I am sitting in the small blind, looking at an all in from the third player to act and a call from the button. I peek at my hole cards:

My hole cards: A♥ A♠

So now I have a choice. Do I play cautiously and try to trap after the flop, or do I get rid of the dealer and go one on one with the short stack at the table. I ask for a chip count for the dealer. At this point, the dealer looked shocked that I was asking for this. Now if I had big slick, or a smaller pair, I would have just called the 8900 and saw a flop. However when I play aces, I would rather just play against one hand than two. The chip count came back at over 30,000. My stack is at 255,500. I debated for a moment and announced a raise. I went all in. Now the player on the button was in absolute horror and had no idea what to do now. He has put about a quarter of his stack in there. He looks at me and asks me if I’m bluffing. I almost couldn’t hold back the laughter and responded with "Yeah I’m bluffing at a side pot of $0. I’m sorry but you should know what I have right now, and everyone at the table is pretty sure what I have, so if you want to join in with your ace queen or ace jack, go right ahead." He looked down at his cards two more times, and hesitantly threw them into the muck.

My hole cards: A♥ A♠
Opponents hole cards: 8♠ 8♦

Board: J♦ 5♠ 2♦ 2♥ Q♣

My hand: Two pairs: Aces and deuces, Queen kicker
Opponent's hand: Two pairs: Eights and deuces, Queen kicker.
Pot size: 27,000

I took the pot of around 27,000. I asked what he had and if he was happy that he mucked his hand. He said had ace ten suited.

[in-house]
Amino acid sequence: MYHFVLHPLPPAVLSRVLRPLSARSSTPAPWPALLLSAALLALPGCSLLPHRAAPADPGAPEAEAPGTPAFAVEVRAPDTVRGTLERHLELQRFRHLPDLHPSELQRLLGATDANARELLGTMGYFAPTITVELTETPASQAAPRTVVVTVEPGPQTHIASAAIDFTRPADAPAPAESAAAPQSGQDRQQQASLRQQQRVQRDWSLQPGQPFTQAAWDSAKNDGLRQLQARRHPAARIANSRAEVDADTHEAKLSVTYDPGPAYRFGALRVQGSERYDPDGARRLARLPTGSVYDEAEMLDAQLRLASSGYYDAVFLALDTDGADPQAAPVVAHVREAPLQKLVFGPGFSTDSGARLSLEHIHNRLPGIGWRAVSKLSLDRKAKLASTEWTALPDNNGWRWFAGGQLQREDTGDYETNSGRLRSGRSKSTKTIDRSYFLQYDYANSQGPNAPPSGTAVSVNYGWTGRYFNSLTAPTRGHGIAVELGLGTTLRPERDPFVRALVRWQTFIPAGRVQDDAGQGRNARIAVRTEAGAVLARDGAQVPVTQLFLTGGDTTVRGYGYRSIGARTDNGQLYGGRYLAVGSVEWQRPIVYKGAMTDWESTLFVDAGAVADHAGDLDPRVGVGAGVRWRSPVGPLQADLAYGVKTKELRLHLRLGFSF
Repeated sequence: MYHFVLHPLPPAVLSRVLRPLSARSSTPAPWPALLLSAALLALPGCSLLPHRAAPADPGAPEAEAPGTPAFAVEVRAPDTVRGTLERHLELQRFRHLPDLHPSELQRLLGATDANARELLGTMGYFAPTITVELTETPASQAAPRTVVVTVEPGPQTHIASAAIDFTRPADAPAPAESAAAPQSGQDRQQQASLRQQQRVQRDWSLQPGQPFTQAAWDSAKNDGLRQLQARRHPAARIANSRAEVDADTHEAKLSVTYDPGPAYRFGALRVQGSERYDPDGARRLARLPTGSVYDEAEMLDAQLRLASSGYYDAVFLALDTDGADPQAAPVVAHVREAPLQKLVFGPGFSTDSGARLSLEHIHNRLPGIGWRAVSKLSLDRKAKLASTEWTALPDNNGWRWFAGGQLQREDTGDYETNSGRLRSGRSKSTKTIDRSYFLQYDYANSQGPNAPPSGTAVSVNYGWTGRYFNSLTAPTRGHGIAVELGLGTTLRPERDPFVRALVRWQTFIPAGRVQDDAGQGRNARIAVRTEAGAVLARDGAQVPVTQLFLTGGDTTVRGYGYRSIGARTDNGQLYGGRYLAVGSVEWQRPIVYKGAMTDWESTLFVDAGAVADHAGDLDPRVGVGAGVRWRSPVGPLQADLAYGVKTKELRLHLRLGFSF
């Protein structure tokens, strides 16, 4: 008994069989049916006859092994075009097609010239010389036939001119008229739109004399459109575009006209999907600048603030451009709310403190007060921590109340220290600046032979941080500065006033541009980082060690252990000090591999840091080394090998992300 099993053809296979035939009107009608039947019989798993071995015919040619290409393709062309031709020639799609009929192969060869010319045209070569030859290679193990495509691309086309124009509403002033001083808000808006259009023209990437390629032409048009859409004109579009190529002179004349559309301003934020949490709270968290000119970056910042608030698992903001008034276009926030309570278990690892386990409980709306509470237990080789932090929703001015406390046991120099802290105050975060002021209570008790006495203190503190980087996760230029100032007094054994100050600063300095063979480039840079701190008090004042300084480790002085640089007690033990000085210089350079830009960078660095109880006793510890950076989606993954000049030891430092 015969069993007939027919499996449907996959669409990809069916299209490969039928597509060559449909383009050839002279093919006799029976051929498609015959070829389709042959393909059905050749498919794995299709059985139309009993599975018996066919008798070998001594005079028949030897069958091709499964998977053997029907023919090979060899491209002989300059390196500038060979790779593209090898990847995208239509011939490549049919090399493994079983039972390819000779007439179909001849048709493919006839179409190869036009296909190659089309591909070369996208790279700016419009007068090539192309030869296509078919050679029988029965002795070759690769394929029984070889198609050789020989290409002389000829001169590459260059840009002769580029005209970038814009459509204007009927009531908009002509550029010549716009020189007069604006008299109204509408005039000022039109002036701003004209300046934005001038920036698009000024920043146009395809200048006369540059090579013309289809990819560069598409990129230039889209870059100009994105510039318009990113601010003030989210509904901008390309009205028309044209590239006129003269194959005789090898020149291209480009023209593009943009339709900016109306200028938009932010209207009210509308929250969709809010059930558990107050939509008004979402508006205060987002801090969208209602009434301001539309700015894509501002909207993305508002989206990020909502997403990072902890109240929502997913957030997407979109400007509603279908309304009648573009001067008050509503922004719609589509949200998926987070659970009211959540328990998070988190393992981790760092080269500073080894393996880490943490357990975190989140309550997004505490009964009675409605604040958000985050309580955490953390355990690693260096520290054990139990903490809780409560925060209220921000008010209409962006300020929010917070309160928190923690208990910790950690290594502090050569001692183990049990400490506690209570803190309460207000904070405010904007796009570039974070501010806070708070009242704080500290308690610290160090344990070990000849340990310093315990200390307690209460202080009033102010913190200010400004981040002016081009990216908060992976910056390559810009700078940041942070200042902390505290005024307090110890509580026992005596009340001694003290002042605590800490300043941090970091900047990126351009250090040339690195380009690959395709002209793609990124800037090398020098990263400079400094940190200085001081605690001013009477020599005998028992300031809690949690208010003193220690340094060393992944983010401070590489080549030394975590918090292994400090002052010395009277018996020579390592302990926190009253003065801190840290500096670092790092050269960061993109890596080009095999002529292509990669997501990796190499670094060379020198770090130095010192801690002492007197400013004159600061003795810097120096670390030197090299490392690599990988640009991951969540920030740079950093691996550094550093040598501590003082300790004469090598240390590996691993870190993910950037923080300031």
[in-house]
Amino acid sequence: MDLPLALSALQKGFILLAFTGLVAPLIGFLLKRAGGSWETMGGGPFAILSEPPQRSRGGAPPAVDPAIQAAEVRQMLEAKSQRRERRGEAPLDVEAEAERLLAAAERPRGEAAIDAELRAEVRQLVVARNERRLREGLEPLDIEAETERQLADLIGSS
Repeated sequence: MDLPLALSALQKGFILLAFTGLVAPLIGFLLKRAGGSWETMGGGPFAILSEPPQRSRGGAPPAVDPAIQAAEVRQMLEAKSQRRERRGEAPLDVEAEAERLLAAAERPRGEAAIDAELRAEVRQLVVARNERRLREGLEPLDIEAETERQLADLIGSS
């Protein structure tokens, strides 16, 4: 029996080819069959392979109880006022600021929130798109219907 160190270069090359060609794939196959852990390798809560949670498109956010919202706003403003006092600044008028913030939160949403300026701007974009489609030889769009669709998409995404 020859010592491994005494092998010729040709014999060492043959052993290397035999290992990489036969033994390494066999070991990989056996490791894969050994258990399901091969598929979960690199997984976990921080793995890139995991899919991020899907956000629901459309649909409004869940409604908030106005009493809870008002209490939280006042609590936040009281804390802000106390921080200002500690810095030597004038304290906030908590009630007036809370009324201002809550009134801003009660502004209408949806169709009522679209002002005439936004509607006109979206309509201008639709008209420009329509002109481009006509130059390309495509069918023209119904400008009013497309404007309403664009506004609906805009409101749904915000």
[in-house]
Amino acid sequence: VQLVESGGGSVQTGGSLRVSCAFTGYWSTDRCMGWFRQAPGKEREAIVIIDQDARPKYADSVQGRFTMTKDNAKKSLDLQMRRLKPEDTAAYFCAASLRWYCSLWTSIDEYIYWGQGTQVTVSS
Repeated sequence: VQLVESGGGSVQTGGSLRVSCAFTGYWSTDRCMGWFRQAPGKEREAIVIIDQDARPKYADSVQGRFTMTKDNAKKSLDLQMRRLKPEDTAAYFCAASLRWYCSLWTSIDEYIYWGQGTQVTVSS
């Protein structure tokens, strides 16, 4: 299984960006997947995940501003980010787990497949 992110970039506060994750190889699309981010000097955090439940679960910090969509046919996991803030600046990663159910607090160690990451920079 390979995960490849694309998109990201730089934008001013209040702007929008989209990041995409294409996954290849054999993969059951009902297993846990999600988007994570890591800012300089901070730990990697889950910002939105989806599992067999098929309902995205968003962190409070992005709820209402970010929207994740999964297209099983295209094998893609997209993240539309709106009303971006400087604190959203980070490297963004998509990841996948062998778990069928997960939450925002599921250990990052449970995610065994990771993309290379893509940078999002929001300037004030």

Important hand #4:

This hand occurred at the final table. We were down to eight players, I still had the chip lead, having about a 2-1 lead over my closest opponent.

My hole cards: 8♥ 9♥

I was on the button with two smaller stacks in the big and small blinds. I decided to raise putting pressure on both stacks. Both stacks called the 15,000 raise, pretty much making them both pot commited.

Flop: 8♠ 8♣ 9♦

Small blind checks the flop, big blind pushes all in for another 42,500. I called and the small blind was debating at this point. He finally pushed in his last 36,000.

Me: 8♥ 9♥
Small blind: J♠ 10♠
Big Blind: 6♦ 7♦

Both with open ended straight draws, both drawing dead.

Board: 8♠ 8♣ 9♦ K♦ 4♣
My hand: Full house, eights over nines.
Small blind hand: Pair of 8's, King kicker
Big blind hand: Pair of 8's, King kicker
Pot size: 127,000

We are now down to the final 6 players.

Important hand #5:

Sometimes the important hands are the ones you get away from.

My hole cards:
J♣ T♣

I raised in early position being the chip leader, having the small blind, who is second in chips call.

Flop: 6♠ J♦ T♠

Small blind puts out a bet of 45,000. I’m thinking one of three hands at this time, either he has big slick, an over pair or has flopped a set. I raise another 100,000. Small blind calls. I am beginning to suspect a set.

Turn: 6♠ J♦ T♠ 6♥

Small blind checked. Now I’m wondering what is going on. The alarm bells are ringing and something is not right here. I check.

River: Turn: 6♠ J♦ T♠ 6♥ T♦

Small blind checks again. Now I’m looking at a full house. However, a couple of hands beat me. The pot has grown now to about 250,000. I decide to value bet at the pot and bet 75,000. Immediately small blind pushes all in. It is now another 190,000 to call. I played the hand back in my head several times and went with my first hunch, that he flopped a set, thinking he has jacks full of tens. I flipped up my cards in disgust and said to take the pot. Small blind looked at what I folded and stated that was the sickest laydown he has ever seen, and flipped his cards in respect.

My hole cards: 6♠ J♦ T♠